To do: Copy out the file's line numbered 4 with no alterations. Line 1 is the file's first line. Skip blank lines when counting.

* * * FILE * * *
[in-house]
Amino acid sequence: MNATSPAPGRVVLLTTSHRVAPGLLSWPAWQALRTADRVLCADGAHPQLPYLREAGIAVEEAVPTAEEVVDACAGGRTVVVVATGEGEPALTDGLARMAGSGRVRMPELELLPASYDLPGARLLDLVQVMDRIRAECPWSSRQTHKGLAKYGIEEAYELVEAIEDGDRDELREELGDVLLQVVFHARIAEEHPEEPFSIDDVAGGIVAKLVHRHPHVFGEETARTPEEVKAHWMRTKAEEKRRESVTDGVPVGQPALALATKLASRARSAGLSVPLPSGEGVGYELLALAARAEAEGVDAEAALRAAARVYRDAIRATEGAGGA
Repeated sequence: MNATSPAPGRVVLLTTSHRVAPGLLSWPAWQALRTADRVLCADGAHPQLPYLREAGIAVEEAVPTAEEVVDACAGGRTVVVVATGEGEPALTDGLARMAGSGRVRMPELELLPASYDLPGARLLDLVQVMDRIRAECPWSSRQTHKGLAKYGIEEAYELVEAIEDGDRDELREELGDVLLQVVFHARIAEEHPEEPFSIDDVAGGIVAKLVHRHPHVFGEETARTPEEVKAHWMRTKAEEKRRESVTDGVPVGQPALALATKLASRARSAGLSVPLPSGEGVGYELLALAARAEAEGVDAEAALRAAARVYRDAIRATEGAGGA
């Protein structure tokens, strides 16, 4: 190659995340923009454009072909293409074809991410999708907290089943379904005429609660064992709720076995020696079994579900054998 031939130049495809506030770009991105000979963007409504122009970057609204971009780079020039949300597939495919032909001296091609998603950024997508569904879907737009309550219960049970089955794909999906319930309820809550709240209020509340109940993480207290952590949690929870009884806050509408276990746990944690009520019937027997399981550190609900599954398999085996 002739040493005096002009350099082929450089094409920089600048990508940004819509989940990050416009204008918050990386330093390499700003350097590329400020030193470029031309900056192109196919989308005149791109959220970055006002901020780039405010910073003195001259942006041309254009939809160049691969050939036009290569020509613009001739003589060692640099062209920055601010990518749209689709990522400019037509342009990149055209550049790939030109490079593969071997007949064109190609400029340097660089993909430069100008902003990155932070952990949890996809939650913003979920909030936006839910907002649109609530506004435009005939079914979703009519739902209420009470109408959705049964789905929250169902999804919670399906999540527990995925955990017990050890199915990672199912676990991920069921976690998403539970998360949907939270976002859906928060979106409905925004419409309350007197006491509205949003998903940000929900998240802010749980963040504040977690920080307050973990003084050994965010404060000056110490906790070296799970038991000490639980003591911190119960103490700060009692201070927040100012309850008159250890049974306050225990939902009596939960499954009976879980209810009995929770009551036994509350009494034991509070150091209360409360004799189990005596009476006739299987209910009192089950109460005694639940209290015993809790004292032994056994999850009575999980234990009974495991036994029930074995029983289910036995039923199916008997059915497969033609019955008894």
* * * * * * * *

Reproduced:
């Protein structure tokens, strides 16, 4: 190659995340923009454009072909293409074809991410999708907290089943379904005429609660064992709720076995020696079994579900054998 031939130049495809506030770009991105000979963007409504122009970057609204971009780079020039949300597939495919032909001296091609998603950024997508569904879907737009309550219960049970089955794909999906319930309820809550709240209020509340109940993480207290952590949690929870009884806050509408276990746990944690009520019937027997399981550190609900599954398999085996 002739040493005096002009350099082929450089094409920089600048990508940004819509989940990050416009204008918050990386330093390499700003350097590329400020030193470029031309900056192109196919989308005149791109959220970055006002901020780039405010910073003195001259942006041309254009939809160049691969050939036009290569020509613009001739003589060692640099062209920055601010990518749209689709990522400019037509342009990149055209550049790939030109490079593969071997007949064109190609400029340097660089993909430069100008902003990155932070952990949890996809939650913003979920909030936006839910907002649109609530506004435009005939079914979703009519739902209420009470109408959705049964789905929250169902999804919670399906999540527990995925955990017990050890199915990672199912676990991920069921976690998403539970998360949907939270976002859906928060979106409905925004419409309350007197006491509205949003998903940000929900998240802010749980963040504040977690920080307050973990003084050994965010404060000056110490906790070296799970038991000490639980003591911190119960103490700060009692201070927040100012309850008159250890049974306050225990939902009596939960499954009976879980209810009995929770009551036994509350009494034991509070150091209360409360004799189990005596009476006739299987209910009192089950109460005694639940209290015993809790004292032994056994999850009575999980234990009974495991036994029930074995029983289910036995039923199916008997059915497969033609019955008894």